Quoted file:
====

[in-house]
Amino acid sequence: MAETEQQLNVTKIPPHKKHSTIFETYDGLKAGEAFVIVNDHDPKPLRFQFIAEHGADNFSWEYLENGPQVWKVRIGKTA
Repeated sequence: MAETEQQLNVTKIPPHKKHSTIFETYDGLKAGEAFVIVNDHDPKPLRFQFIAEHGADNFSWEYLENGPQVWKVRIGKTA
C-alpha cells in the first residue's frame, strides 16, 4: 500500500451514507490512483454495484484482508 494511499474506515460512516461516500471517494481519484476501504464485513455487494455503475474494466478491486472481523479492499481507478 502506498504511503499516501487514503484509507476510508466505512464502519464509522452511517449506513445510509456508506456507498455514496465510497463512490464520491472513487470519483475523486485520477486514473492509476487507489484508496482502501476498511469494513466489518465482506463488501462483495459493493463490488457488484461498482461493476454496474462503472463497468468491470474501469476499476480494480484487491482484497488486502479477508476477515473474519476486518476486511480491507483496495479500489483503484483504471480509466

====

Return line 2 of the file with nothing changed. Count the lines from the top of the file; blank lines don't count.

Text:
Amino acid sequence: MAETEQQLNVTKIPPHKKHSTIFETYDGLKAGEAFVIVNDHDPKPLRFQFIAEHGADNFSWEYLENGPQVWKVRIGKTA